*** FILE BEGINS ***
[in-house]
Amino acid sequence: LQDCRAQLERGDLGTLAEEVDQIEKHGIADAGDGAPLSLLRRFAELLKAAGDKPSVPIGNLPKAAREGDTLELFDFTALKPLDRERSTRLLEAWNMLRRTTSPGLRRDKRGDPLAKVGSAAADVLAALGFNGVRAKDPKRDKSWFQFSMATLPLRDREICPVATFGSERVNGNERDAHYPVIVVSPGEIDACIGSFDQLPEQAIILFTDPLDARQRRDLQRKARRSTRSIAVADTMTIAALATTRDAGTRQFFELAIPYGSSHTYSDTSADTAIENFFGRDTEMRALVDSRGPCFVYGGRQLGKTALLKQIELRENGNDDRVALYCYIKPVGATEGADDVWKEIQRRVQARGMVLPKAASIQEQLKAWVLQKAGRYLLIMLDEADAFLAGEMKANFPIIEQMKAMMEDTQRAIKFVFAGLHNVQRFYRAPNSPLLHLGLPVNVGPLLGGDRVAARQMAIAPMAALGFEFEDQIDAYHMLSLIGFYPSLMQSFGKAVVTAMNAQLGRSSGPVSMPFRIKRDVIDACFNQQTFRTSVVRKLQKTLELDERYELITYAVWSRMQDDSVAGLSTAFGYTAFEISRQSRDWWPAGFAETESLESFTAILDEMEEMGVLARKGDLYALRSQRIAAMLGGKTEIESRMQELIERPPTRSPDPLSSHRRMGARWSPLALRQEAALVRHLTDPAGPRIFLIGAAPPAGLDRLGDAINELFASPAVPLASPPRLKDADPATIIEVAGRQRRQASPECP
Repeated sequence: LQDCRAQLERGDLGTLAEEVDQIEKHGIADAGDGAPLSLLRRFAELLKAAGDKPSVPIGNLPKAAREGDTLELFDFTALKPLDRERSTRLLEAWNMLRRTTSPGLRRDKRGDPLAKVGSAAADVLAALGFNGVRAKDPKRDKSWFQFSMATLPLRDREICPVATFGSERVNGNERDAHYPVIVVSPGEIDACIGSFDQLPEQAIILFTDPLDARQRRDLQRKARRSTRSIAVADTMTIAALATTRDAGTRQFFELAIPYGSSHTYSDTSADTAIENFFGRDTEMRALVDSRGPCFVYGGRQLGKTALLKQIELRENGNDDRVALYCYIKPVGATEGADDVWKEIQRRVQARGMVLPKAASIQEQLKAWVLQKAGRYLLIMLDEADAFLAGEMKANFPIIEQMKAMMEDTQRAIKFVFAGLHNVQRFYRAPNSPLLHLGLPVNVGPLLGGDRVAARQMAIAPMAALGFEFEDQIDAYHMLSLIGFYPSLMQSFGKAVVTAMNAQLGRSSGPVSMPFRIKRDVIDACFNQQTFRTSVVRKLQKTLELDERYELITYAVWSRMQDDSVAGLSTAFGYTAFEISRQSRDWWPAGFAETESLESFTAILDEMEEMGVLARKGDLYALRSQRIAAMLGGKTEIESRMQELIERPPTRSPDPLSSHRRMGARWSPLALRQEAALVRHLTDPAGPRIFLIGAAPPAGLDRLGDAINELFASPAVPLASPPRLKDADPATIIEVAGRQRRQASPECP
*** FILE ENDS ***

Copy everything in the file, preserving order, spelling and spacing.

[in-house]
Amino acid sequence: LQDCRAQLERGDLGTLAEEVDQIEKHGIADAGDGAPLSLLRRFAELLKAAGDKPSVPIGNLPKAAREGDTLELFDFTALKPLDRERSTRLLEAWNMLRRTTSPGLRRDKRGDPLAKVGSAAADVLAALGFNGVRAKDPKRDKSWFQFSMATLPLRDREICPVATFGSERVNGNERDAHYPVIVVSPGEIDACIGSFDQLPEQAIILFTDPLDARQRRDLQRKARRSTRSIAVADTMTIAALATTRDAGTRQFFELAIPYGSSHTYSDTSADTAIENFFGRDTEMRALVDSRGPCFVYGGRQLGKTALLKQIELRENGNDDRVALYCYIKPVGATEGADDVWKEIQRRVQARGMVLPKAASIQEQLKAWVLQKAGRYLLIMLDEADAFLAGEMKANFPIIEQMKAMMEDTQRAIKFVFAGLHNVQRFYRAPNSPLLHLGLPVNVGPLLGGDRVAARQMAIAPMAALGFEFEDQIDAYHMLSLIGFYPSLMQSFGKAVVTAMNAQLGRSSGPVSMPFRIKRDVIDACFNQQTFRTSVVRKLQKTLELDERYELITYAVWSRMQDDSVAGLSTAFGYTAFEISRQSRDWWPAGFAETESLESFTAILDEMEEMGVLARKGDLYALRSQRIAAMLGGKTEIESRMQELIERPPTRSPDPLSSHRRMGARWSPLALRQEAALVRHLTDPAGPRIFLIGAAPPAGLDRLGDAINELFASPAVPLASPPRLKDADPATIIEVAGRQRRQASPECP
Repeated sequence: LQDCRAQLERGDLGTLAEEVDQIEKHGIADAGDGAPLSLLRRFAELLKAAGDKPSVPIGNLPKAAREGDTLELFDFTALKPLDRERSTRLLEAWNMLRRTTSPGLRRDKRGDPLAKVGSAAADVLAALGFNGVRAKDPKRDKSWFQFSMATLPLRDREICPVATFGSERVNGNERDAHYPVIVVSPGEIDACIGSFDQLPEQAIILFTDPLDARQRRDLQRKARRSTRSIAVADTMTIAALATTRDAGTRQFFELAIPYGSSHTYSDTSADTAIENFFGRDTEMRALVDSRGPCFVYGGRQLGKTALLKQIELRENGNDDRVALYCYIKPVGATEGADDVWKEIQRRVQARGMVLPKAASIQEQLKAWVLQKAGRYLLIMLDEADAFLAGEMKANFPIIEQMKAMMEDTQRAIKFVFAGLHNVQRFYRAPNSPLLHLGLPVNVGPLLGGDRVAARQMAIAPMAALGFEFEDQIDAYHMLSLIGFYPSLMQSFGKAVVTAMNAQLGRSSGPVSMPFRIKRDVIDACFNQQTFRTSVVRKLQKTLELDERYELITYAVWSRMQDDSVAGLSTAFGYTAFEISRQSRDWWPAGFAETESLESFTAILDEMEEMGVLARKGDLYALRSQRIAAMLGGKTEIESRMQELIERPPTRSPDPLSSHRRMGARWSPLALRQEAALVRHLTDPAGPRIFLIGAAPPAGLDRLGDAINELFASPAVPLASPPRLKDADPATIIEVAGRQRRQASPECP